One of the problems with this, though, is if the employer wants to offer telehealth services to all of its employees, even those that are not participating in the medical plan – and we see this quite frequently in the telemental health area, where they want to provide an app that’s got not only mindfulness and meditation exercises, but you can also dial up a mental healthcare professional as well. In that case, you know, the benefit could be treated as a separate ERISA plan with separate COBRA administration, and if it’s not integrated with the overall health plan that the employer provides, those can create some really thorny issues.

In addition, telehealth benefits could also be structured as part of an EAP, an Employee Assistance Program. So as I mentioned, we have seen a growing trend in offering mental health employee assistance-type benefits through the digital technologies, and in this case, you could actually add the telehealth benefit to the EAP services that are already being provided. There’s an exception under both the ACA and some of the other federal requirements for EAP’s. You just have to be careful that if you want to meet this exception, the program has to be sort of “toned down”; you can’t offer significant medical benefits, and it can’t be coordinated with benefits under another group health plan.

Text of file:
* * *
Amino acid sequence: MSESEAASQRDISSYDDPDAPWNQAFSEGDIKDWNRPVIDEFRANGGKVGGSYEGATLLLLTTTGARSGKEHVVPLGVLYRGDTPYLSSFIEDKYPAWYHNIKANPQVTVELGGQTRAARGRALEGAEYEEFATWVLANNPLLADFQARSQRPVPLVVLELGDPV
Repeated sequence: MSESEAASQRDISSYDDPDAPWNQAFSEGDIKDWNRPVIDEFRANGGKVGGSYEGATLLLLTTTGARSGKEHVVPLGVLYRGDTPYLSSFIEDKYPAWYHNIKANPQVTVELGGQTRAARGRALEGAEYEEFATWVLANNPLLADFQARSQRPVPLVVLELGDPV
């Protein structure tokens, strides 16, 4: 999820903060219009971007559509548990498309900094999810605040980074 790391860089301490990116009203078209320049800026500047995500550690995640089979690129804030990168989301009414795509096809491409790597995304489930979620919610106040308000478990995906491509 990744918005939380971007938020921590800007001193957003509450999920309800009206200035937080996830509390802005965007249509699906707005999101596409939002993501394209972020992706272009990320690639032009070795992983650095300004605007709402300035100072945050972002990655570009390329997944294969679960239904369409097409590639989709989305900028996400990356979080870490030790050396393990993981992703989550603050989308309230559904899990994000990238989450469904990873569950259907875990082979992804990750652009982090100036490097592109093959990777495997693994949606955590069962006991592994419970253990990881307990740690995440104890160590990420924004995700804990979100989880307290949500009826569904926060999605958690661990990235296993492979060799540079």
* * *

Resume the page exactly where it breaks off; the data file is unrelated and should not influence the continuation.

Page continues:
Another important point about that EAP exception is that employees can’t be charged any premiums, contributions or cost sharing to participate, so another legal issue that you’ll have to explore is how are employees being charged for the service and who’s paying for the service, and we’ll talk a little bit later about how that impacts other benefits employers are providing.

In fact, right now I think would be a great time to talk about that. A lot of our clients have high deductible health plans coupled with health savings accounts, so would there be any issues if you had a telehealth benefit coupled with an HSA?

Jamie Weyeneth: Unfortunately yes, Susan, there would be. Individuals are not eligible to contribute to an HSA or to have HSA contributions made on their behalf, if they’re covered under anything called “disqualifying coverage,” which is generally health coverage that reimburses for expenses before the high deductible health plan deductible is satisfied. There are exceptions for preventive care and for permitted types of insurance like per diem or a specific disease or a specific illness coverage, and there’s also an exception for certain types of benefits like stand-alone dental and vision and certain EAPs, but in general, most telehealth benefits, especially not the ones that employees are looking at, will meet this exception.